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Tips for Successful Workplace Employee Safety Programs

Implementing an effective safety incentive program is often perceived as a huge undertaking for a company. In March I published an entry on how to set up a successful safety program. I wanted to build on this topic and provide more insights and details for those re-evaluating a current program or thinking about implementing a new safety initiative.

In order to set up workplace safety goals of improvement, the first place to start is to identify the different hazards that exist at every location managed by the company. One tip is to incorporate workers into this process as many times they know where hazards exist and can provide insight into how to change procedure to avoid injury while still being able to get the job done. In addition, employees can help to create MSDS (Material Safety Data Sheets) and PPE (Personal Protective Equipment) booklets and posters to keep at workstations. Involving employees will make them feel more invested in the safety program and will help to make the program more successful.

Once the safety incentive program is established usually a safety committee is created to evaluate the safety incentive program in regular intervals. I recommend that the safety program is evaluated on at least a quarterly basis by safety program administrators or the safety committee. In my experience, the members of the workplace safety committee are often given additional safety points or allowed to select gifts from higher priced collections as an added reward for being a committee member. I think this is a great tip for organizations as it is vital to make sure committee members see the safety incentive program as a worthwhile initiative.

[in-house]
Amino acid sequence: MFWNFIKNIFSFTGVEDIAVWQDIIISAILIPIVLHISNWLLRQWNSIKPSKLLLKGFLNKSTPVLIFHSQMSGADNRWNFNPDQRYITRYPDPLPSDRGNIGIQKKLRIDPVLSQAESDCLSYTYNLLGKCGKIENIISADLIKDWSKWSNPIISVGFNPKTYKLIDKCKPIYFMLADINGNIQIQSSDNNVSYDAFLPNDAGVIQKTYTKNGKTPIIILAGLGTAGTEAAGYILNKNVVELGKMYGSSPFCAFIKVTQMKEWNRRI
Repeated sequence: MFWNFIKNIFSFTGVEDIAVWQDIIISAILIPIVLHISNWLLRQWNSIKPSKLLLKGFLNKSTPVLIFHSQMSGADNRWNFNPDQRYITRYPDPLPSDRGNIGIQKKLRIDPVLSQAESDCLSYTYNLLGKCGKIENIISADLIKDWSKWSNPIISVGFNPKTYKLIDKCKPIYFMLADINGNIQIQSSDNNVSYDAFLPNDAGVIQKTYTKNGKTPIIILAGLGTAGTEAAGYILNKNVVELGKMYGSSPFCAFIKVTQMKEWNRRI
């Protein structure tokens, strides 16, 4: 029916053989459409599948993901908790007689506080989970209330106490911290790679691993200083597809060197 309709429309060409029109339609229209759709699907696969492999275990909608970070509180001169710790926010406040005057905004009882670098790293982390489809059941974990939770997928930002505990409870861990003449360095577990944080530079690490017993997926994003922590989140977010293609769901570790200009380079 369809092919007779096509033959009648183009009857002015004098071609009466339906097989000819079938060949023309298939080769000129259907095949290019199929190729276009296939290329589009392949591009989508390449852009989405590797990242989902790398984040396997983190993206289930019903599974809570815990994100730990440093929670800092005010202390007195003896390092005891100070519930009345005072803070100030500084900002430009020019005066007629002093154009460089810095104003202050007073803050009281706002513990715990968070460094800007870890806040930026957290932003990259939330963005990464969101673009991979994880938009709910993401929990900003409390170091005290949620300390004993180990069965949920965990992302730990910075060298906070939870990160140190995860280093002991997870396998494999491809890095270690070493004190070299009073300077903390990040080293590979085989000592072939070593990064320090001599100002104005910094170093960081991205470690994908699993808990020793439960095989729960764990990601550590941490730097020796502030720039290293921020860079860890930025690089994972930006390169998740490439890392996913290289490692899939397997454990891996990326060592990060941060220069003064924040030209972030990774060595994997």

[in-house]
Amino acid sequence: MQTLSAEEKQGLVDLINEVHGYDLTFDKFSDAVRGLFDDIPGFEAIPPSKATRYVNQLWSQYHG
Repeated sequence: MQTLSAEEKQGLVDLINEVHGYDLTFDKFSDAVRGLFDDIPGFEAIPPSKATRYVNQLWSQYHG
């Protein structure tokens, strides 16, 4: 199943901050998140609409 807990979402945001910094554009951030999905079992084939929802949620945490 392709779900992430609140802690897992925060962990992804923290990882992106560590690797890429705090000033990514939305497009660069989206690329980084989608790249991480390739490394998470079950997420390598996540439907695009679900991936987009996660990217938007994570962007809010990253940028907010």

Although the safety committee members may have a greater level of understanding the safety program, all employees need to be empowered and informed when it comes to the safety program. An article from Today’s Facility Manager points out, “Giving workers the understanding necessary to complete a job, recognize hazards, and know how to prevent an injury must never be overlooked…Ultimately, this increases the effectiveness of a [safety] training program.”

Safety in the workplace continues to be a major objective of employers because of both the tangible costs of on-the-job accidents or fatalities and the human or intangible factors. Utilizing these tips when re-evaluating a current program or when implementing a new program will help to ensure your company has a successful workplace safety program.

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